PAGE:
Photograph taken from Diary Of A Doctor (Edited Alastair Johnson).
Hanging On The Town Moor
Residents of Jesmond and Gosforth are probably aware of the executions by hanging that were carried out on the Town Moor. The last female to be hung on the Town Moor was Jane Jameson. On March 5, 1829, Jane was sentenced to death for the murder of her mother, Margaret Jameson. Margaret Jameson was an inmate of the Keelemen’s Hospital where the attack occurred, she died from her injury a few days later. The following Saturday her daughter Jane Jameson was executed for her murder on the Town Moor. After the execution, Jane’s body was taken to the surgeons’ hall. It was exhibited to the public until 6 pm that evening. The following Monday the body was dissected in the first of a series of anatomical lectures that lasted several days. A full account of the execution was published in the local newspaper.
Jane Jameson was found guilty of murdering her mother by stabbing her in the heart with a red hot poker. Evidence given at the trial stated that she had also “destroyed ” her two illegitimate children. It was also reported that in a drunken fit, she had attempted to cut her father’s throat. The following description of her appeared in Sykes remarkable Events.
“She hawked fish and other commodities and was a most disgusting and abandoned female, of most masculine appearance, generally in a state of half nudity. She perhaps never was so decently dressed as when upon her trial, having on at that time a black gown, black hat and green shawl.”
Jane Jameson was the first woman to hang in Newcastle for 71 years. Newspaper reports state that crowds of 20,000 spectators lined the streets to watch the morbid procession that accompanied the prisoner to the gallows on the Town Moor. Jane had to sit on top of her coffin in a cart. At 9 am the procession moved off from Newcastle Borough Gaol in Carliol Square with the cart travelling behind the town sergeants who were on horseback, and the town marshall. The cart was guarded on each side by 8 “free porters” with javelins and 10 constables with staves. The mourning coach came behind with the Rev R Green, the prison chaplain, and Mr Scott, who was the clerk at St Andrews Church. Jane was executed at precisely 10 am and cut down at 10:55.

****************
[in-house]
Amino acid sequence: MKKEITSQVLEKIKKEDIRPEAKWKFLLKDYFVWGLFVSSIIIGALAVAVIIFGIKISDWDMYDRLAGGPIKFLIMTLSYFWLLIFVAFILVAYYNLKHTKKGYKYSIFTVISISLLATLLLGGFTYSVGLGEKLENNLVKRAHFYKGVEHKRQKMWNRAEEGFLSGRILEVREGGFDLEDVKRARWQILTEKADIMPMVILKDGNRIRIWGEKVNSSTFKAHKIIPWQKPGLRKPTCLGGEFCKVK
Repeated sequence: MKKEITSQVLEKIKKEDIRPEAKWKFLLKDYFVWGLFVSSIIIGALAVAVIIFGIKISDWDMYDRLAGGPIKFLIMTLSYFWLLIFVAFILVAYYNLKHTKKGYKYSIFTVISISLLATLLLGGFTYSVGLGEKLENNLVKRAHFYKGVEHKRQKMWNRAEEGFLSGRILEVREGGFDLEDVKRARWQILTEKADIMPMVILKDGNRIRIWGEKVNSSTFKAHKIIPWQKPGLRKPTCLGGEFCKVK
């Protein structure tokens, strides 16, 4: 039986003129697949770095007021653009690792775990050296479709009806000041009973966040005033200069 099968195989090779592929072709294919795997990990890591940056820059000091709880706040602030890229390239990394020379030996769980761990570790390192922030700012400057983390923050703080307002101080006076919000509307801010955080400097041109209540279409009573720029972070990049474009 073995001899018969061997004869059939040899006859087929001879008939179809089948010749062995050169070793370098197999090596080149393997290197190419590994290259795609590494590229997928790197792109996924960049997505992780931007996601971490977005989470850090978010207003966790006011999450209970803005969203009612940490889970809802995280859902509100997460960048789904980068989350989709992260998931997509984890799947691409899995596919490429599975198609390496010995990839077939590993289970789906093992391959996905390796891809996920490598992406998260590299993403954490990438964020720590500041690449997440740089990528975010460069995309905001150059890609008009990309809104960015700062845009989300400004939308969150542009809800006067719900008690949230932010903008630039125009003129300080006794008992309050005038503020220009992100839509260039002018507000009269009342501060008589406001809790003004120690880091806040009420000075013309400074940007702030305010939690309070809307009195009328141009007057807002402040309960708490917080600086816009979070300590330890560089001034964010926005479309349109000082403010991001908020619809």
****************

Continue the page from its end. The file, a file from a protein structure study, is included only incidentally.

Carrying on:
Murder Act of 1751
A quick look at The Murder Act of 1751, it might help us to understand the series of seemingly macabre events that followed the execution of Jane Jameson. The Act stipulated that to prevent the crime of murder “some further terror and peculiar mark of infamy be added to the punishment.” Also, “in no case whatsoever shall the body of any murderer be suffered to be buried”, and that the guilty party should be executed two days after sentencing.
Thomas Giordani Wright was a doctor who lived and practised in Newcastle at the time of the Jameson execution. Thomas kept a diary which has been published as a book, Diary Of A Doctor. Thomas was in Newcastle on the day of the execution, and the procession passed right by his window, he made the following comment.
“The procession passed along this street and within sight of my window but I had not the curiosity to join the assembled thousands who crowded to the scene of her existence. The body will I suppose be exposed to public gaze for a few days when she will be anatomised by Mr Fife.”
Thomas attended the lecture by Mr Fife, which was timetabled on Monday noon at the Surgeons Hall. The lecture was free to those in the medical profession. However, there was a charge made for non professionals. Tickets were available at 10s 6d for the whole course or 2s 6d for a single lecture. A donation to the Eye Infirmary was made from these funds. In his diary Thomas estimated that the audience was “about 50 of whom one third were non professionals.”
People who were convicted at the County Assizes were executed at Westgate in Newcastle. Those who were convicted at the City Assizes were executed on the Town Moor and at Fair Moor, Morpeth.
Discovering Heritage is an independent group of researchers please visit our home page to see our full list of services.
This story has been well documented. Naomi Clifford has written a wonderfully detailed post on her website entitled The Cost Of Executing Jane Jameson.
The Diary of Thomas G wright was discovered in 1985. It was donated to the City of Newcastle Upon Tyne by the Nanaimo Historical Society. The manuscript of the Thomas Giordani Wright Diary is held by the Tyne and Wear Archives. The book Diary Of A Doctor was published in 1998 by City of Newcastle Education and Libraries Directorate with transcript and commentary by Alistair Johnson.